William Cunliffe Brooks
|Born||30 September 1819|
|Died||9 June 1900|
|Spouse||Jane Elizabeth Orrell|
Brooks was the son of Samuel Brooks, a banker of Manchester and his wife Margaret Hall daughter of Thomas Hall. After his education at Rugby and St John's College, Cambridge he was called to the Bar at Inner Temple in 1847. He went on the Northern Circuit until the death of his father in 1864 when he became sole partner of Cunliffe Brooks and Co, Manchester. He opened Brooks and Co., 81 Lombard Street, London. He was a J.P. for Lancashire, Cheshire and Manchester, and deputy lieutenant for Lancashire and Aberdeen. His main residence for most of that time was the historic Barlow Hall, Chorlton-cum-Hardy.
In 1869 Brooks was elected at a by-election as a Conservative Member of Parliament (MP) for East Cheshire. He held the seat until it was divided under the Redistribution of Seats Act 1885, and at the 1885 general election he unsuccessfully contested the new Macclesfield division. The baronetcy was conferred on him on 4 March 1886. At the 1886 election he was elected as MP for Altrincham, holding the seat until he stood down at the 1892 general election.
Brooks was a notable benefactor to Sale, Cheshire; Hale, Greater Manchester; and Chorlton-cum-Hardy. He had a major influence on the estate of Glen Tanar, near Aboyne in Aberdeenshire. At first he leased the estate from Charles Gordon, 11th Marquess of Huntly, who married his elder daughter. He then bought the estate in 1890. Brooks lavished money on Glen Tanar, building a large house, cottages for estate workers, a school, stables and kennels. He also installed numerous carved stones and memorials in the surrounding countryside, many of which make playful references to his name or celebrate the virtues of drinking water rather than alcohol.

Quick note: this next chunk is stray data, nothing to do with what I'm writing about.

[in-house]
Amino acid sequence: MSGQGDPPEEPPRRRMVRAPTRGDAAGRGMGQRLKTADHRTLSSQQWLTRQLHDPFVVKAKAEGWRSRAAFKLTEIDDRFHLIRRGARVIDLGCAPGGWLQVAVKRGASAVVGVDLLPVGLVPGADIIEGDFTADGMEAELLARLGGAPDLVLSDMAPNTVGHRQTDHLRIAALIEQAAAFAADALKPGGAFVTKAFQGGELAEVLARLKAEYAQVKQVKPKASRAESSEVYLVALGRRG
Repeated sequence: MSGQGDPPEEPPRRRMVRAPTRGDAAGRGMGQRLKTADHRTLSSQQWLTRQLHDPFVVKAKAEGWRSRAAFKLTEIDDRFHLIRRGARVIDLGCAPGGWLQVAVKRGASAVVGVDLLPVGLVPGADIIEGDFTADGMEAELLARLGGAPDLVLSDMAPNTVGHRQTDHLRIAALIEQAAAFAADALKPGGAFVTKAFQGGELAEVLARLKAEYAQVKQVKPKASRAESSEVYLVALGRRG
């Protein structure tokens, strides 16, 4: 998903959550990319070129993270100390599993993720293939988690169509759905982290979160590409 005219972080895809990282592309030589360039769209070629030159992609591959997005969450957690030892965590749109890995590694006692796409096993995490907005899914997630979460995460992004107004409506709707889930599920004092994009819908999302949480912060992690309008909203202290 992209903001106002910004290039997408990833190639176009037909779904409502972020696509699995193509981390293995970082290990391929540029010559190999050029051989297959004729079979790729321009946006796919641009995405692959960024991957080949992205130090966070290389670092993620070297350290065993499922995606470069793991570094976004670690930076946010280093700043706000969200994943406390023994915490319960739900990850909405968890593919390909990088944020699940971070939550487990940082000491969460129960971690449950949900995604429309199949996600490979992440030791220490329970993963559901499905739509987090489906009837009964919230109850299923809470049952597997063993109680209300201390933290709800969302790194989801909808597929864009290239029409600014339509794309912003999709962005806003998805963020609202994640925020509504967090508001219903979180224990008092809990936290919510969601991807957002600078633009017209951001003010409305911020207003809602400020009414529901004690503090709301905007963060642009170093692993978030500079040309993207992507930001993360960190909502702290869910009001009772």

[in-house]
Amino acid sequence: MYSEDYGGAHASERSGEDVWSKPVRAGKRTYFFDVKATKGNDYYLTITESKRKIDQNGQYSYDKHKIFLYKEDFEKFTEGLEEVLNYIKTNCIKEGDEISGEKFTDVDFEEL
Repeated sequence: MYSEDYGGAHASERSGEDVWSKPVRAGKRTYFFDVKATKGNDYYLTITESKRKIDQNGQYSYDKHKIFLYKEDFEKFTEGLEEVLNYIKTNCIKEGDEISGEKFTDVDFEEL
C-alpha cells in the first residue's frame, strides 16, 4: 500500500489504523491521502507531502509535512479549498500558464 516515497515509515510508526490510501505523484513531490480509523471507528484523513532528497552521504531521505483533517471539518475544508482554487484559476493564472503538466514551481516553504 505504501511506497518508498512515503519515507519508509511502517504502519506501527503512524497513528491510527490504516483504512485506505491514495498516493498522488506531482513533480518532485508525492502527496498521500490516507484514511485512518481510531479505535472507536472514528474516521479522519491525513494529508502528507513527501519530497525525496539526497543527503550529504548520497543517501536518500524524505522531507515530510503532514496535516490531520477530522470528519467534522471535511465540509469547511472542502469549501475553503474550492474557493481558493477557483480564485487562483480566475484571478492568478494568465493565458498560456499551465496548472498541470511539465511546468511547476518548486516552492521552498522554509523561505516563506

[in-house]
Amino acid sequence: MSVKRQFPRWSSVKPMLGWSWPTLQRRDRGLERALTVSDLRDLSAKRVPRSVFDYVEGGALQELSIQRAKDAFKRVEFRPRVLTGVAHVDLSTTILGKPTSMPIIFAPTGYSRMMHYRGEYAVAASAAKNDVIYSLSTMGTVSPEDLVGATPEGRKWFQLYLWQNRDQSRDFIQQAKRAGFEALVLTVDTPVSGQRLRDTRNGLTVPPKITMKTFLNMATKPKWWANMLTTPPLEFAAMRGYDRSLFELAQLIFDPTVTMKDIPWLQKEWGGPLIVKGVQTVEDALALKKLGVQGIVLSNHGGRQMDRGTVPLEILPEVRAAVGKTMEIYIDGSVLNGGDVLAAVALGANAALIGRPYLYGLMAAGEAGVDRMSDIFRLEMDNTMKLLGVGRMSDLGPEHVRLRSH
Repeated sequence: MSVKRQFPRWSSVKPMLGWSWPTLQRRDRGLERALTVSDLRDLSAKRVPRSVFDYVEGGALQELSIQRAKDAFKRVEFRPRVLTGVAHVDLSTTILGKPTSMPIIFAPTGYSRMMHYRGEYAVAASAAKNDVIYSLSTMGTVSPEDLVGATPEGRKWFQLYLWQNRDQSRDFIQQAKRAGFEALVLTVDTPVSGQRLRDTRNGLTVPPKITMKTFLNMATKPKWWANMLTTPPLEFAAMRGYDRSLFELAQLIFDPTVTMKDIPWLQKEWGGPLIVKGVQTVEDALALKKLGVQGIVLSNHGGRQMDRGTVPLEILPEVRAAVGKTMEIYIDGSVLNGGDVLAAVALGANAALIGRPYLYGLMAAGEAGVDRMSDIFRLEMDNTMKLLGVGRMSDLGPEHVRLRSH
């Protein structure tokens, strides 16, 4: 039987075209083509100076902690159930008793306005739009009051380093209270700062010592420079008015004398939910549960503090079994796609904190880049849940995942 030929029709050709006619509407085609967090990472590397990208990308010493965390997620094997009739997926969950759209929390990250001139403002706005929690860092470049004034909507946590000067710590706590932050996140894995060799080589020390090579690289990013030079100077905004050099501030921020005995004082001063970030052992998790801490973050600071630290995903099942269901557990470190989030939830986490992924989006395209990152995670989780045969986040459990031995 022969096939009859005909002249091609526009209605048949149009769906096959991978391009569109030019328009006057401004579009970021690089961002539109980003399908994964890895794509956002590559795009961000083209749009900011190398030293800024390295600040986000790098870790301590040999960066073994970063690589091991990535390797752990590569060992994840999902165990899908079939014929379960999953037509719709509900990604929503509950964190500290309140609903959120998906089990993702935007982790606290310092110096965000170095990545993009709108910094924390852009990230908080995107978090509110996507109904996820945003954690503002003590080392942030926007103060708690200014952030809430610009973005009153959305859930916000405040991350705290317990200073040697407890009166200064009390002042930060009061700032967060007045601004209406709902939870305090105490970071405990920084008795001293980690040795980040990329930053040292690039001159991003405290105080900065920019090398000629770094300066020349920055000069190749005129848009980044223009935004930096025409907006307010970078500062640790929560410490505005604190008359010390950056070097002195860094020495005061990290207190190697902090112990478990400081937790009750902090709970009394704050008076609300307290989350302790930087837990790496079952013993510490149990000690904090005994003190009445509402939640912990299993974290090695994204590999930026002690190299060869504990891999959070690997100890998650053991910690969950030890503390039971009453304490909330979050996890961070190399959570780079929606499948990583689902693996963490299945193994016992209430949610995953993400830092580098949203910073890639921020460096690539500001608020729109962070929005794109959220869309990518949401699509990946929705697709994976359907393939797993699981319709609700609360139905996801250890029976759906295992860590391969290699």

Brooks died at Glen Tana (as he preferred to spell the name) at the age of 80.
Brooks married Jane Elizabeth Orrell, daughter of Ralph Orrell in 1842. They had no sons but two daughters (other children died in infancy). Their elder daughter, Amy, married Charles Gordon, 11th Marquis of Huntly. Their second daughter, Edith, married Lord Francis Horace Pierrepont Cecil, second son of William Cecil, 3rd Marquess of Exeter. They have many descendants in both England and America, including Sir James Cockburn, Lady Ethel Cecil, Diana Lewis and Isabella Overington.
- Debretts House of Commons and the Judicial Bench 1881
- "Brooks, William Cunliffe (BRKS837WC)". A Cambridge Alumni Database. University of Cambridge.
- Leigh Rayment's Historical List of MPs – Constituencies beginning with "C" (part 3)
- Craig, F. W. S. (1989) . British Parliamentary Election Results 1885–1918 (2nd ed.). Chichester: Parliamentary Research Services. p. 235. ISBN 0-900178-27-2.
- "No. 25564". The London Gazette. 2 March 1886. p. 1027.
- Sayers, R. S. (1957) Lloyds Bank in the History of English Banking. London: Oxford University Press, p. 331.
- Craig, p. 230
- Lloyd, John M. (1972) The Township of Chorlton-cum-Hardy. Manchester: E. J. Morten
- Dore, R. N. (1972). A History of Hale, Cheshire: From Domesday to Dormitory. Altrincham: John Sherratt and Son Ltd. p. 111. ISBN 0-85427-030-2.
- Fouin, F. L. P. (2009) Glen Tanar – valley of echoes and hidden treasures Aberdeen: Leopard Press
- Brackenbury, Allan (November 1993). "The Road from Brooklands Station". Journal of the Railway and Canal Historical Society. 31/4 (156): 170–174. ISSN 0033-8834.
- His infant son and daughter have a grave in Chorlton-cum-Hardy old graveyard
- Grave of Jane Davidson, St Marys Haddington
9. Brooks Peerage, wills, letters, and family papers.